How To Get Your Kids to Listen to You

As a parent or guardian, it is important that children listen to you. This is not a means of bossing them around but a parent or guardian’s job is to help guide kids down the right path, to teach them valuable life lessons, to help dispense a sense of purpose and responsibility and to make sure that they take care of themselves and remain mindful. At times, it can be difficult to get children to listen and many parents grow frustrated with the difficulties. You may not know what to do or how to handle a situation, but there are some ways you can help better ensure that kids listen to you and that your relationship remains healthy.

Get on Their Level
When parents and guardians get frustrated, some often tend to resort to yelling. However, this does not help any situation and can possibly make matters worse. In order to get another person to listen to you, it helps to better understand why they may not be responsive. Get on your child’s level in order to gain some perspective. Some kids may not be actively trying to ignore their parents but they may simply be acting their age. Try to understand why your child may not be listening and go from there before doing anything else.

Make Your Presence Known
This tip goes hand-in-hand with the previous at times. If children are distracted, it may be more a testament to their age and the current level of their brain development rather than a conscious desire to ignore you. You don’t have to do anything drastic, but sometimes a tap on the shoulder, a gentle touch at the elbow or another sign that you are present can help bring their attention and focus to you and what you have to say to them.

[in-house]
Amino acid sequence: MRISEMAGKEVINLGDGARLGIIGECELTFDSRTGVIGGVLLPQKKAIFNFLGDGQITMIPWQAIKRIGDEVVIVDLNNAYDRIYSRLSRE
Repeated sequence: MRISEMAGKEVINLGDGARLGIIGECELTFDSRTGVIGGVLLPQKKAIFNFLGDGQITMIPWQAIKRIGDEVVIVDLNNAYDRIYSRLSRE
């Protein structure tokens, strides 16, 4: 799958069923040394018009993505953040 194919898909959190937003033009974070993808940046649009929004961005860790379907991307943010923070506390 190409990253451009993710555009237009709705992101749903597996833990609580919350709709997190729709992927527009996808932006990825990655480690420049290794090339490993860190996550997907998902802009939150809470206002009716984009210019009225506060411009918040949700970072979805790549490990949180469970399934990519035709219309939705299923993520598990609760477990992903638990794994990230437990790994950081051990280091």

Define Your Limits
Many parents might find themselves yelling their throats hoarse by yelling and calling their child’s name through the house that dinner is ready or it is time to leave for school. Some kids may simply tune out this noise or not understand the urgency, so it is essential to lay down some ground rules. Sit your child down and explain to them what it means when you call their names and what it is that you would like for them to do in response. Tell them that you would like for them to come to you or at least respond, it’s about being respectful. For example: “I would be happy to ask you to put your jacket on but after that we are walking to the car without you.” Let them know that listening is not so much as taking orders from you but more so an integral part of working as a team with the whole family. When it comes to other things such as bedtime, try a three-minute warning, such as “You have three minutes to finish playing your game but when those three minutes are up it is time for bed.” Giving them some space but still laying down rules can help them understand that what you are telling them is important while still giving them some space, as opposed to turning things off without warning or yelling, and calling their name repeatedly.

Communicate Effectively
Children are people in the making, and by explaining to your child why you are telling them what you want can help them understand why they need to do the things that you say. Instead of saying “Because I said so,” so many times, taking the time to explain your reasons and why some things are important will help children listen in the future so that you may not even have to take these extra measures if they take it to heart. Children are people, too, and by understanding them and having them understanding you they can begin to better understand why you tell them to do certain things without feeling like you are bossing them around or being unfair.

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